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  current news   Press   selected story    
     
  1 October 2014  
  A Role of Autophagy in PTP4A3-Driven Cancer Progression
 
 



Authors
Yu-Han Huang1,2,*, Abdul Qader O. Al-aidaroos1,*, Hiu-Fung Yuen1,*, Shu-Dong Zhang3, Han-Ming Shen4, Ewelina Rozycka3,6, Cian M. McCrudden3, Vinay Tergaonkar1, Abhishek Gupta1,You Bin Lin1, Jean Paul Thiery1,5, James T. Murray6 and Qi Zeng1,5

(*These authors contributed equally to this work)

Author Affiliations:
1   Institute of Molecular and Cell Biology, A*STAR (Agency for Science, Technology and Research),      Republic of Singapore
2   NUS Graduate School for Integrative Sciences and Engineering, National University of Singapore,      Republic of Singapore
3   Center for Cancer Research and Cell Biology, Queen’s University Belfast, Belfast, United Kingdom
4   Department of Epidemiology and Public Health, National University of Singapore, Republic of      Singapore
5   Department of Biochemistry, Yong Loo Lin School of Medicine, National University of Singapore,      Republic of Singapore
6   Current address: School of Biochemistry and Immunology, Trinity College Dublin, Dublin, Ireland

Published in Autophagy in October 2014

Abstract
Autophagy, a “self-eating” cellular process, has dual roles in promoting and suppressing tumor growth, depending on cellular context. PTP4A3/PRL-3, a plasma membrane and endosomal phosphatase, promotes multiple oncogenic processes including cell proliferation, invasion and cancer metastasis. In this study, we demonstrate that PTP4A3 accumulates in autophagosomes upon inhibition of autophagic degradation. Expression of PTP4A3 enhances PIK3C3-BECN1-dependent autophagosome formation and accelerates LC3-I to LC3-II conversion in an ATG5-dependent manner. PTP4A3 overexpression also enhances the degradation of SQSTM1, a key autophagy substrate. These functions of PTP4A3 are dependent on its catalytic activity and prenylation-dependent membrane association. These results suggest that PTP4A3 functions to promote canonical autophagy flux. Unexpectedly, following autophagy activation, PTP4A3 serves as a novel autophagic substrate, thereby establishing a negative feedback-loop that may be required to fine-tune autophagy activity. Functionally, PTP4A3 utilizes the autophagy pathway to promote cell growth, concomitant with the activation of AKT. Clinically, from the largest ovarian cancer dataset (GSE 9899, n = 285) available in GEO, high levels of expression of both PTP4A3 and autophagy genes significantly predict poor prognosis of ovarian cancer patients. These studies reveal a critical role of autophagy in PTP4A3-driven cancer progression, suggesting that autophagy could be a potential Achilles heel to block PTP4A3-mediated tumor progression in stratified patients with high expression of both PTP4A3 and autophagy genes.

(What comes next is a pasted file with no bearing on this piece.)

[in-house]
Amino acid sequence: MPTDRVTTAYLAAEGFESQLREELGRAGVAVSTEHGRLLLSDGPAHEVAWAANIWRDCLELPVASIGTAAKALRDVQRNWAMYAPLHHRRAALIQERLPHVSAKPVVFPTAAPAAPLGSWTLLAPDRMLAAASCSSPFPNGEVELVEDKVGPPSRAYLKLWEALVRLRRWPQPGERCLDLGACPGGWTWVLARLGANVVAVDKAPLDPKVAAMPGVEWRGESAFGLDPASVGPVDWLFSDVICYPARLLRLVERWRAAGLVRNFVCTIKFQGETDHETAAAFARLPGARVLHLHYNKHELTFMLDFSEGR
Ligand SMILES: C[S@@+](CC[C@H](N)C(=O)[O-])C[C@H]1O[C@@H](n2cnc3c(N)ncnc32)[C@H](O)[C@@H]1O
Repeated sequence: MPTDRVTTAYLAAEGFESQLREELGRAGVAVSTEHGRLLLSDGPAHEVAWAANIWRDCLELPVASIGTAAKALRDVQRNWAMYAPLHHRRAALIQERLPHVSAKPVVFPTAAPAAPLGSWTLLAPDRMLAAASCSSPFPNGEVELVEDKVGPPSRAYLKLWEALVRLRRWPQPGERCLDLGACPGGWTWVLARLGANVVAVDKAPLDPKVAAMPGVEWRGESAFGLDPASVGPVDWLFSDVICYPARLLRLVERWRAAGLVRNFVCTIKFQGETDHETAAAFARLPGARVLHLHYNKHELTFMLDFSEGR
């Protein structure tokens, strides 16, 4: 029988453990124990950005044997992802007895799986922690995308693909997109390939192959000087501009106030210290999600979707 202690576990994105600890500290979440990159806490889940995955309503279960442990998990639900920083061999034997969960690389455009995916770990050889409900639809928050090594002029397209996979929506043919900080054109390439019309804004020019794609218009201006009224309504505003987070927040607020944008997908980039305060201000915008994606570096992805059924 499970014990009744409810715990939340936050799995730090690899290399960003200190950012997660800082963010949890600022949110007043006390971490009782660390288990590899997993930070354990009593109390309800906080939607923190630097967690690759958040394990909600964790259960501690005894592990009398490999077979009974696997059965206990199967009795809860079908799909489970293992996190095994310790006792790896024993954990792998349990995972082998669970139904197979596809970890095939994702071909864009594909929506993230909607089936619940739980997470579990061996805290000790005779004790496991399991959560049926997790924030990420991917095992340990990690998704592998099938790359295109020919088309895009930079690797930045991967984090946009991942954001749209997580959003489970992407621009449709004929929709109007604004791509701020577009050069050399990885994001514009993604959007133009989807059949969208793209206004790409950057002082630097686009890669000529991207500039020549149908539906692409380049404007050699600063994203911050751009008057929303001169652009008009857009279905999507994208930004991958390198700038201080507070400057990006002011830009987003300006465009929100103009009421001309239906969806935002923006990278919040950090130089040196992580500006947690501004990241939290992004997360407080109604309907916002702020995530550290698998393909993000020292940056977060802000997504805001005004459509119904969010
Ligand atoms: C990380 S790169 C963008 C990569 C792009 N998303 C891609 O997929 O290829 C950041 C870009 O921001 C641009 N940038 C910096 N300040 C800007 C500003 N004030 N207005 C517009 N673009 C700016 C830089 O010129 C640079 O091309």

Figure Title: Metastatic PTP4A3 Phosphatase In Autophagosomes



Figure Legend: PTP4A3 is a novel autophagy enhancer which exploits autophagy to promote cell proliferation. Interestingly, PTP4A3 also gets degraded via the autophagy pathway, constituting a possible negative feedback loop. Pictured here are chloroquine-treated Chinese Hamster Ovary (CHO) cells overexpressing PTP4A3 (red) and GFP-LC3 (green). Note how they co-localize tightly in autophagosomal puncta (yellow).

For more information on Qi ZENG’s laboratory, please click here.